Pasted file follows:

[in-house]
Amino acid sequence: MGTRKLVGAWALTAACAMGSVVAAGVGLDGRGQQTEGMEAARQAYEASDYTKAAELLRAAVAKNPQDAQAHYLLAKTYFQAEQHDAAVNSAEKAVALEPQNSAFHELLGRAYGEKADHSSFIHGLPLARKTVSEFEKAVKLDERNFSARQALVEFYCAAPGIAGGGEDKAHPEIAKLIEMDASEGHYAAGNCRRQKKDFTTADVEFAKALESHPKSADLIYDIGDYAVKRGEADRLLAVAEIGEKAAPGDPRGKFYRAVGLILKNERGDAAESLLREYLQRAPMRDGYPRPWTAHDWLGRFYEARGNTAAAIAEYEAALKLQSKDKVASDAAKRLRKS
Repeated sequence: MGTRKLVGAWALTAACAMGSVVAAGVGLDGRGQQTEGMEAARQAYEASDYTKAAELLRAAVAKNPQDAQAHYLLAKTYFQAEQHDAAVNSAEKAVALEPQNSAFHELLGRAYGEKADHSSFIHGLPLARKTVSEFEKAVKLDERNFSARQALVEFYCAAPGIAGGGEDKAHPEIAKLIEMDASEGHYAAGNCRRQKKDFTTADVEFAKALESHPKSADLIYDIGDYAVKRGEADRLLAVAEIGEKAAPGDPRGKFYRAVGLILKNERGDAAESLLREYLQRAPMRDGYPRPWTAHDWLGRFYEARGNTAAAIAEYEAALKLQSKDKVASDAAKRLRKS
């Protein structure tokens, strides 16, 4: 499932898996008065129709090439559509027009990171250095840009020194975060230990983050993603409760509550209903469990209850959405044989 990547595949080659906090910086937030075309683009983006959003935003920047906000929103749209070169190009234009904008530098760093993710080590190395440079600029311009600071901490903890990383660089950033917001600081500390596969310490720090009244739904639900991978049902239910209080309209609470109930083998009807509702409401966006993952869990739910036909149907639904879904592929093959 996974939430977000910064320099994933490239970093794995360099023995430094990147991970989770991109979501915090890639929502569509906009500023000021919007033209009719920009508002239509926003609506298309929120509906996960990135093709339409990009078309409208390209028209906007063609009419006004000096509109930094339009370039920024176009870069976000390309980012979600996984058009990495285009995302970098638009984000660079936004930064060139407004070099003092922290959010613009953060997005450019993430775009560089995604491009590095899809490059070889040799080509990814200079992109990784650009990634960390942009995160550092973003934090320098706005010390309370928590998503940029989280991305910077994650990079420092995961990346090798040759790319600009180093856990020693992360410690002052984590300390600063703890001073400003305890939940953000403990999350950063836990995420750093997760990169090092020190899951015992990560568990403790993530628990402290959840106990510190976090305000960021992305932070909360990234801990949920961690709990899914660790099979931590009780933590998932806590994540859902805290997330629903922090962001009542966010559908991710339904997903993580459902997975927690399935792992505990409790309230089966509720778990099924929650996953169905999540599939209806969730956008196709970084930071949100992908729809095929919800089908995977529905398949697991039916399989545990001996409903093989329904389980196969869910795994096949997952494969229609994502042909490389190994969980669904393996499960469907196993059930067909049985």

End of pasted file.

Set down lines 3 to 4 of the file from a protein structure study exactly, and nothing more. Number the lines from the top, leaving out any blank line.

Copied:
Repeated sequence: MGTRKLVGAWALTAACAMGSVVAAGVGLDGRGQQTEGMEAARQAYEASDYTKAAELLRAAVAKNPQDAQAHYLLAKTYFQAEQHDAAVNSAEKAVALEPQNSAFHELLGRAYGEKADHSSFIHGLPLARKTVSEFEKAVKLDERNFSARQALVEFYCAAPGIAGGGEDKAHPEIAKLIEMDASEGHYAAGNCRRQKKDFTTADVEFAKALESHPKSADLIYDIGDYAVKRGEADRLLAVAEIGEKAAPGDPRGKFYRAVGLILKNERGDAAESLLREYLQRAPMRDGYPRPWTAHDWLGRFYEARGNTAAAIAEYEAALKLQSKDKVASDAAKRLRKS
């Protein structure tokens, strides 16, 4: 499932898996008065129709090439559509027009990171250095840009020194975060230990983050993603409760509550209903469990209850959405044989 990547595949080659906090910086937030075309683009983006959003935003920047906000929103749209070169190009234009904008530098760093993710080590190395440079600029311009600071901490903890990383660089950033917001600081500390596969310490720090009244739904639900991978049902239910209080309209609470109930083998009807509702409401966006993952869990739910036909149907639904879904592929093959 996974939430977000910064320099994933490239970093794995360099023995430094990147991970989770991109979501915090890639929502569509906009500023000021919007033209009719920009508002239509926003609506298309929120509906996960990135093709339409990009078309409208390209028209906007063609009419006004000096509109930094339009370039920024176009870069976000390309980012979600996984058009990495285009995302970098638009984000660079936004930064060139407004070099003092922290959010613009953060997005450019993430775009560089995604491009590095899809490059070889040799080509990814200079992109990784650009990634960390942009995160550092973003934090320098706005010390309370928590998503940029989280991305910077994650990079420092995961990346090798040759790319600009180093856990020693992360410690002052984590300390600063703890001073400003305890939940953000403990999350950063836990995420750093997760990169090092020190899951015992990560568990403790993530628990402290959840106990510190976090305000960021992305932070909360990234801990949920961690709990899914660790099979931590009780933590998932806590994540859902805290997330629903922090962001009542966010559908991710339904997903993580459902997975927690399935792992505990409790309230089966509720778990099924929650996953169905999540599939209806969730956008196709970084930071949100992908729809095929919800089908995977529905398949697991039916399989545990001996409903093989329904389980196969869910795994096949997952494969229609994502042909490389190994969980669904393996499960469907196993059930067909049985």